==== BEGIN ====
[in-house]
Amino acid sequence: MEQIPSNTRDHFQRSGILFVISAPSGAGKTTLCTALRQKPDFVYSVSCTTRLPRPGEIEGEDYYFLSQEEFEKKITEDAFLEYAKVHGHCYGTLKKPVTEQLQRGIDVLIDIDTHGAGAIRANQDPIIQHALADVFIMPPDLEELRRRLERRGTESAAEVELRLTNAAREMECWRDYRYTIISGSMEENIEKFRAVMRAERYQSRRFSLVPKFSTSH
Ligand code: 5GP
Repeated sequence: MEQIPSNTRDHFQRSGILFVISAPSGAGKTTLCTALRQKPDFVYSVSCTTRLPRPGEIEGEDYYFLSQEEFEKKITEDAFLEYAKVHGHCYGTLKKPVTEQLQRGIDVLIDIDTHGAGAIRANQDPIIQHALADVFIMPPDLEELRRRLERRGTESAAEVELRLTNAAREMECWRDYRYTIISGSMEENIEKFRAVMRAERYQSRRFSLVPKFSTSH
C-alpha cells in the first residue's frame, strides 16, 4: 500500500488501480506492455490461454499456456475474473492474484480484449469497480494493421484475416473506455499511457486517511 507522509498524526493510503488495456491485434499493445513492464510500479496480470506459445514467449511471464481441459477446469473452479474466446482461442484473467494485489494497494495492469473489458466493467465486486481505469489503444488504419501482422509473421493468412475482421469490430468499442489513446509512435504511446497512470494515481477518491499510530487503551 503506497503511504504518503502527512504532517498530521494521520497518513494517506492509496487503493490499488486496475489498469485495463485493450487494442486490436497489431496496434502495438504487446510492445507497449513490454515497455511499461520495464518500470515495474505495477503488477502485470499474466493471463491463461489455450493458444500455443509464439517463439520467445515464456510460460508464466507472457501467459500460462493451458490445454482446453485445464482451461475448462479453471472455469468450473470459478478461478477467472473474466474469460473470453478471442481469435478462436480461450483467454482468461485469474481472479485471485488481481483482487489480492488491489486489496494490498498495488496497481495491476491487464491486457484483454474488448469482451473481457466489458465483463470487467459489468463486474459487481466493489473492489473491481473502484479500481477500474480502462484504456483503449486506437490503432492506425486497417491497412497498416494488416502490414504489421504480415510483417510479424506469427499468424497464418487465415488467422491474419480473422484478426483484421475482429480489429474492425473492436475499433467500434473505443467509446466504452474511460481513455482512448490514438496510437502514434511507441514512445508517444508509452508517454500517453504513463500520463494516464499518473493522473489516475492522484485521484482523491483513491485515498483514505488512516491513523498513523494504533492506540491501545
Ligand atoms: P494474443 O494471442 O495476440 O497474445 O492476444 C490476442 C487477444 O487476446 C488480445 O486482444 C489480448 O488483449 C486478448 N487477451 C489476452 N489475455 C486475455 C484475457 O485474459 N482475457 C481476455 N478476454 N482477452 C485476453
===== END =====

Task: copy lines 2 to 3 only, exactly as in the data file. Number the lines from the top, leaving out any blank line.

Amino acid sequence: MEQIPSNTRDHFQRSGILFVISAPSGAGKTTLCTALRQKPDFVYSVSCTTRLPRPGEIEGEDYYFLSQEEFEKKITEDAFLEYAKVHGHCYGTLKKPVTEQLQRGIDVLIDIDTHGAGAIRANQDPIIQHALADVFIMPPDLEELRRRLERRGTESAAEVELRLTNAAREMECWRDYRYTIISGSMEENIEKFRAVMRAERYQSRRFSLVPKFSTSH
Ligand code: 5GP